Apple has reached an agreement with Warner Music Group to offer the record label's tracks on iTunes' upcoming cloud-music service, music industry sources said.
In the race to the cloud, Apple is apparently stepping on the gas. All Things Digital reported Thursday that Apple has signed two of the top four record companies and wrote that Apple content chief Eddy Cue was due to be in New York on Friday to try and finalize agreements with the two still unsigned labels.
It's unclear whether Warner was one of the two record companies that had previously licensed Apple or whether the New York-based label inked an agreement on Friday. A Warner Music spokesperson declined to comment. An Apple representative was not immediately available.
Warner Music is the third-largest of the top four labels and home to such acts as Linkin Park, Flo Rida and Green Day. The other record companies are Universal Music Group, Sony Music Entertainment and EMI Music. At the same time that Apple makes the rounds at the labels, Google has grown frustrated and has told the labels that it's exploring the option of breaking into cloud music by striking partnerships with existing services, including Spotify, say sources with knowledge of the talks.
What's in the cloud?
There's a lot of news leaking out about the land grab going on for cloud music, so maybe we revisit what all the fuss is about. First, cloud music is supposed bring back riches to the record labels, stimulate music sales for iTunes and other Web music stores, and supply fans with added convenience.
The term "the cloud" describes third-party computing. Apple and Google have each talked to the large record labels about creating cloud services that would enable users to store their existing music libraries on the companies' servers. Consumers could then access their songs from anywhere they could connect to the Web. This makes it possible to offer users lifetime rights to songs. They wouldn't have to worry about an inoperable CD or a malfunctioning hard drive. Their libraries would live forever in the cloud.
Neither Apple nor Google has confirmed publicly that it's building such a service, but numerous news sites, including CNET, have reported that in addition to speaking to the top music labels about the cloud, they both have discussed launching cloud features for video with some of the Hollywood film studios.
The contest between Apple and Google is now for second place. Amazon stunned the recording industry last month by launching a cloud service for music, video, e-books and other digital media. But Amazon's service is restricted because the retailer decided to launch without acquiring licenses. That means it can't offer a wide range of features without risking violating copyright laws.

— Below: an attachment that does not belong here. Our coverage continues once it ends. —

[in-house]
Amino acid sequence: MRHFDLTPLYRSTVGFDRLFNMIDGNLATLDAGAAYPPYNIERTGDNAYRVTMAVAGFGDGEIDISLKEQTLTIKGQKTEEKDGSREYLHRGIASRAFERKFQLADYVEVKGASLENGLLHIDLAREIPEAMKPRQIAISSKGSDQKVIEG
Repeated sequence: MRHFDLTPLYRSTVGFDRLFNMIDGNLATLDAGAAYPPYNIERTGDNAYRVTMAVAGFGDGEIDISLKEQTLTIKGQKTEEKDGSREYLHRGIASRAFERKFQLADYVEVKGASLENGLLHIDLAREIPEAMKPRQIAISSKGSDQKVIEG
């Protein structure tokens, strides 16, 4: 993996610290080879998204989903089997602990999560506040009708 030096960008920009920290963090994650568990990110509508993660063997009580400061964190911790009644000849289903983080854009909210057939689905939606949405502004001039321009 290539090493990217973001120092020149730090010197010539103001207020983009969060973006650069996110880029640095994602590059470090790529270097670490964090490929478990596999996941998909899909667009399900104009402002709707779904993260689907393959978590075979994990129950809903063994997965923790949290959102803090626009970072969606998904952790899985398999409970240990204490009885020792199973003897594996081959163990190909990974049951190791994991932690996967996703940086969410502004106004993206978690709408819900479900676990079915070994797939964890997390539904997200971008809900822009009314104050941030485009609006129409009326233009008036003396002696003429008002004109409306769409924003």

For instance, Amazon might have made the service more efficient had it licensed the right to make single copies of the labels' songs and then deliver those copies to users. It could have scanned users' hard drives to make sure they owned, say, "Boulevard of Broken Dreams" and then streamed the same copy of the song to all owners of the track. Without the licenses, Amazon must store possibly millions of copies of "Boulevard."
A frugal Google?
The features that Google and Apple are working on are supposed to be much richer than Amazon's, music sources said. One surprise about the competition among these Internet titans is that Google is having a hard time licensing music. All the industry sources I have talked to say that top labels were practically hyperventilating at the possibility that Google would make a foray into the space. They were thrilled that the sector would finally see a deep-pocketed iTunes competitor, one that could match the kind of hardware and software one-two punch that Apple delivers.
Google's Android mobile operating system has proven popular with the public and top handset manufacturers. Google Music could have a large audience the day it launches. That said, Google and the labels also have a history of haggling over money. Warner, the company that has already signed with Apple, pulled its music videos from YouTube in 2009 following a contract dispute. The two sides eventually came to an agreement.
Here's the big question now: Is Google serious about looking for an alternative way into cloud music, or is this a negotiating tactic? I wrote this week that acquiring Pandora, which the Web's most popular radio service, might help give Google some added negotiating leverage in talks with the labels.
Here's the one card, though, that nobody in the music industry wants Google to play. The search company could just decide to pull out and stick with YouTube, which just happens to be one of the Web's most popular music sites. Anyone can listen to free music there by watching the scores of music videos there. If Google chose this path, it wouldn't be the first time the search company has indicated it would launch a standalone music service and then pull out.
Music industry sources said Google has expressed interest in opening a music store multiple times in the past during discussions with record-label execs. In 2009, some of the big record companies were led to believe that a Google search feature that focused on music was the start of something bigger.
Google directed people, who had keyed in the name of a song into its search field, to audio previews of the track. This was later scrapped and Google didn't make another peep about music until last year, when it started talking about the cloud. So, it's not guaranteed that we will get head-to-head competition between Google and Apple some of us hoped to see.
We can console ourselves with this: by all appearances, Apple's cloud-music service is on the way.